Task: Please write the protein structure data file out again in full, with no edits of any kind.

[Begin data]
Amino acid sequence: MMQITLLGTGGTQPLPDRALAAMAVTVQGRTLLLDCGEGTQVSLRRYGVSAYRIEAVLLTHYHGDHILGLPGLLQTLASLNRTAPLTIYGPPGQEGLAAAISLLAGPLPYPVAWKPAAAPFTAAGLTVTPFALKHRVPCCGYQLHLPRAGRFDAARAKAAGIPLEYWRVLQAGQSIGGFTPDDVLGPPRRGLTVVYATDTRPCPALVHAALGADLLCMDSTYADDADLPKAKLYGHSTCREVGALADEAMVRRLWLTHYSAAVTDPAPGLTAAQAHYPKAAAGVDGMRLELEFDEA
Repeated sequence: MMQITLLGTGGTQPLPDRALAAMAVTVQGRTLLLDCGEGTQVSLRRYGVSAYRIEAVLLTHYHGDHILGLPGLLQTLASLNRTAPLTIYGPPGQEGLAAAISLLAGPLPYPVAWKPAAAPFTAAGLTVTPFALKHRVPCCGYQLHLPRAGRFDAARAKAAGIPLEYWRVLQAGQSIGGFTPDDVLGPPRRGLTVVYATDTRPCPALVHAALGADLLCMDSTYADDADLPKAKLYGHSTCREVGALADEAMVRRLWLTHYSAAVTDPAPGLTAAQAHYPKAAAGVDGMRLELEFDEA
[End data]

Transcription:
Amino acid sequence: MMQITLLGTGGTQPLPDRALAAMAVTVQGRTLLLDCGEGTQVSLRRYGVSAYRIEAVLLTHYHGDHILGLPGLLQTLASLNRTAPLTIYGPPGQEGLAAAISLLAGPLPYPVAWKPAAAPFTAAGLTVTPFALKHRVPCCGYQLHLPRAGRFDAARAKAAGIPLEYWRVLQAGQSIGGFTPDDVLGPPRRGLTVVYATDTRPCPALVHAALGADLLCMDSTYADDADLPKAKLYGHSTCREVGALADEAMVRRLWLTHYSAAVTDPAPGLTAAQAHYPKAAAGVDGMRLELEFDEA
Repeated sequence: MMQITLLGTGGTQPLPDRALAAMAVTVQGRTLLLDCGEGTQVSLRRYGVSAYRIEAVLLTHYHGDHILGLPGLLQTLASLNRTAPLTIYGPPGQEGLAAAISLLAGPLPYPVAWKPAAAPFTAAGLTVTPFALKHRVPCCGYQLHLPRAGRFDAARAKAAGIPLEYWRVLQAGQSIGGFTPDDVLGPPRRGLTVVYATDTRPCPALVHAALGADLLCMDSTYADDADLPKAKLYGHSTCREVGALADEAMVRRLWLTHYSAAVTDPAPGLTAAQAHYPKAAAGVDGMRLELEFDEA